Monthly Archives: October 2013

Mosquitoes Bite Everything Except My Toes


I recently made a trip to Spring Creek Greenwayfor an insect collecting trip for my insect biology lab.  This nature center contains bottomland hardwood forest alongside a spring-fed water way.

With such a large body of water present, the mosquito presence was quite strong.  I made it a point to wear long pants, and a long sleeved t-shirt, and covered any revealing skin with DEET.  However as the day progressed I found myself getting new bites, what seemed like every ten minutes, with mosquitoes penetrating both my shirts and pants.  I found myself frustrated and irritated with countless spots on my body itchy as can be.

I did everything in my power to resist the urge to itch, but it was almost unbearable.  As mosquitoes pierce the skin, they inject their saliva, which contains pharmacologically active compounds which inhibit our body’s initial immune responses causing anti-inflammatory activity, anticoagulation, and impaired platelet formation.    The action results in a irritated, itchy area.  A video of this can be seen here.

I returned home covered in bites, I asked myself if there was anything I could do to reduce the irritation and itchiness. I began to look into some home remedies to combat these symptoms.  I wanted to explore treatments that were readily available from every day household items.

I asked myself if there was anything I could do to reduce the irritation and itchiness and began to look into home remedies.  Using ice on the bite provides a shock of cold therapy, reducing swelling, and actually numbing of the nerves that are causing the irritation and itching.  Apple cider vinegar is also known to be a good initial treatment because of its acidity to combat the off balance pH of the itchy skin. Baking soda can also neutralize the pH balance of the skin as a mild alkaline compound. Cooled tea bags are also known to ease the swelling with the tea’s tannins acting as an astringent, attracting the extra fluid out of the bite.  Aloe is also known to have a soothing effect and can assist in reduction of itchiness and swelling.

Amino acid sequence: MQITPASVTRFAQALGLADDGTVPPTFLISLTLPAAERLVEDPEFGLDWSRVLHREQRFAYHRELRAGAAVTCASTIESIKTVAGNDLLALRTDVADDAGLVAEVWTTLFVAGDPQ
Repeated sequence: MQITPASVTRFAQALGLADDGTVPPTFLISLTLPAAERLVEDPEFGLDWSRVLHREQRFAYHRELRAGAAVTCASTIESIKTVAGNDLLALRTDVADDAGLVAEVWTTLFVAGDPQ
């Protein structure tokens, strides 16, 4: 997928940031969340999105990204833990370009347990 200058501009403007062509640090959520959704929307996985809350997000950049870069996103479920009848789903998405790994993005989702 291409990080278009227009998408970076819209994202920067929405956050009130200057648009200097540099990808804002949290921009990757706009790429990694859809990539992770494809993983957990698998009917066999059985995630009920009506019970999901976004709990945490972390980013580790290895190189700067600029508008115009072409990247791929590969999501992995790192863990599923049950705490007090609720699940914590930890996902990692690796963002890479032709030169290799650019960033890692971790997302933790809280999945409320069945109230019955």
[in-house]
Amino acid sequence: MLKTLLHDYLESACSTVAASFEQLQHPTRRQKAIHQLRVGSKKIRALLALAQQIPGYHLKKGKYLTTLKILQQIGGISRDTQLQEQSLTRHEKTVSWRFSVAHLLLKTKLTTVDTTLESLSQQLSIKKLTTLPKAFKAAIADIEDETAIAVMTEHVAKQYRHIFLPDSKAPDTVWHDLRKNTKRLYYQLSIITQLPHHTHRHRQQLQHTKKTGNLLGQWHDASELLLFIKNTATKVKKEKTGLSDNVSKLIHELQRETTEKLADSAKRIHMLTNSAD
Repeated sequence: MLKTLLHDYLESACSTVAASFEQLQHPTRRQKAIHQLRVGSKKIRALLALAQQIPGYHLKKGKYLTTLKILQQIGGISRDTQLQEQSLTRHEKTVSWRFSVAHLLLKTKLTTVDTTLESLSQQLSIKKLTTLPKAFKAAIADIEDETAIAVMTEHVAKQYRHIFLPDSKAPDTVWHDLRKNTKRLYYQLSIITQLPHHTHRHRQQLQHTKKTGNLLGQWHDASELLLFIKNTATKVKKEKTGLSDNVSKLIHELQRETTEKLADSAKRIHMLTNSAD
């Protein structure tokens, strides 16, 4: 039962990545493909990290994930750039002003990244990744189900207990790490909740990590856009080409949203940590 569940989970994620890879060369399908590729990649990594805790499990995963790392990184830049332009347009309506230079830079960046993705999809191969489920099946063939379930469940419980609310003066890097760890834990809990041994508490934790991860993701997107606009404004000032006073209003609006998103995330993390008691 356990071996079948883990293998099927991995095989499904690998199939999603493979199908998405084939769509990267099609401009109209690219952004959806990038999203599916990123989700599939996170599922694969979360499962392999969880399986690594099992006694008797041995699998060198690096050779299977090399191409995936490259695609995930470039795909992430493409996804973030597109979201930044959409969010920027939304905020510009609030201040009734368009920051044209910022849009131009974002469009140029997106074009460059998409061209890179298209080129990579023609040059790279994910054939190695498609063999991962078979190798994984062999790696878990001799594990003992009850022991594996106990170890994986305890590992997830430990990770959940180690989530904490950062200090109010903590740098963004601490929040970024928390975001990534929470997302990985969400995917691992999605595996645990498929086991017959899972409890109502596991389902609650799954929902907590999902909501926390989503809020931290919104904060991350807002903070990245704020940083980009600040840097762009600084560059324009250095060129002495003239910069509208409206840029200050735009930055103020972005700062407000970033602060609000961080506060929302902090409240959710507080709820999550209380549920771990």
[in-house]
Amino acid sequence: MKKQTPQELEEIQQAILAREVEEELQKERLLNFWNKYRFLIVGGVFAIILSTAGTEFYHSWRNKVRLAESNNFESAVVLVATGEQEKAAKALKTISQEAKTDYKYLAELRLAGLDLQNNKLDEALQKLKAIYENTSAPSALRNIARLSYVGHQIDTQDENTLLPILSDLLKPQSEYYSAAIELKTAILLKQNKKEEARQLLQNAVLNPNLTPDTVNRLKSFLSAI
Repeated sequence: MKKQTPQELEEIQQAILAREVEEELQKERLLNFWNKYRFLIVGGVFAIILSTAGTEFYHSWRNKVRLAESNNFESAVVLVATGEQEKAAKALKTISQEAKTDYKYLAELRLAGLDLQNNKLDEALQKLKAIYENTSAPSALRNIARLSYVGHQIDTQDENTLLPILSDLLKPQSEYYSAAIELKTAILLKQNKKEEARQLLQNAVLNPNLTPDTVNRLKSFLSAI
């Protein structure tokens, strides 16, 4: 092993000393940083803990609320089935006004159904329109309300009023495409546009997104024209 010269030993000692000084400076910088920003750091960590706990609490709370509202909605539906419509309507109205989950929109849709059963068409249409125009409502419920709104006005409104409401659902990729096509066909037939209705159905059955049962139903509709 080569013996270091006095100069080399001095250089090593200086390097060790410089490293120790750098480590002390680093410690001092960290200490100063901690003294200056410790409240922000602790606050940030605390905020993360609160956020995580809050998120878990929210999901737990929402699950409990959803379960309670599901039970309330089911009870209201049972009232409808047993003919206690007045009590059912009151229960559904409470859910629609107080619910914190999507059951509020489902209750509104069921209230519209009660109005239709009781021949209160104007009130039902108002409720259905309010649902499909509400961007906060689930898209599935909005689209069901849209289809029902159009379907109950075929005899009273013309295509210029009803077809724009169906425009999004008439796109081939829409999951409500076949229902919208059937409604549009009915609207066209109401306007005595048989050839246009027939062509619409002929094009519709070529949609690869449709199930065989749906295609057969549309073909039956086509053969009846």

So next time you find yourself covered in bites, itching from head to toe, I recommend you try some of these options as a quick fix.  I wish I had known about them a lot sooner.


Overly Aggressive Mosquitoes Wreak Havoc on Insect Collecting Trips

It is safe to say that mosquito bites have been a nuisance for humans ever since the early days of our species, both in terms of the itchy and sometimes painful reactions we get and in terms of the vector transmitted diseases caused from such bites, ranging from malaria to yellow fever. But recent insect collecting trips to the Spring Creek Greenway Nature Center and Brazos Bend State Park for the lab portion of this course exposed me to a higher density of mosquitoes (and thus mosquito bites) than I am accustomed to living in the big city.

Our first collecting trip took place at the Spring Creek Greenway Nature Center, and for the three hours we were there, I did not notice a single Diptera species bite me. This was odd, not only because I did not apply any insect repellent, but also because many of my peers were complaining about how much they were getting bit. I began doing some research about this discrepancy, and found out that there are an abundance of factors that influence the reason why mosquitoes bite some people more than others.

According to an article published on the Smithsonian magazine’s website (, factors that are thought to play a role in mosquitoes’ preference on whom to bite include blood type, the amount of carbon dioxide exhaled, metabolism, skin bacteria, blood alcohol content, pregnancy, clothing color, and other genetic factors.

For whatever the reason, however, our next trip to Brazos Bend State Park did not have the same result for me. I did not put on repellent, a decision that perhaps was a bit arrogant because I returned home bite-free the previous week. But boy, was I mistaken. Not only was I being bitten, but my shirt did not even serve as a barrier for the particular mosquito. It felt as if I was being eaten alive!

Although I did not capture and properly identify the species that was biting me through my shirt, I began to research what mosquito could have been overwhelming me at Brazos Bend when I returned to Rice – I could simply not stop itching, eventually draping my exterior into a slough of scabs. According to a World Health Organization pamphlet on mosquito biology and control measures (, I learned that horseflies (Tabanidae) have the rare ability to bite through clothing. But I knew that I wasn’t being bitten by Tabanidae simply because the bites were not like the characteristically painful horsefly bites.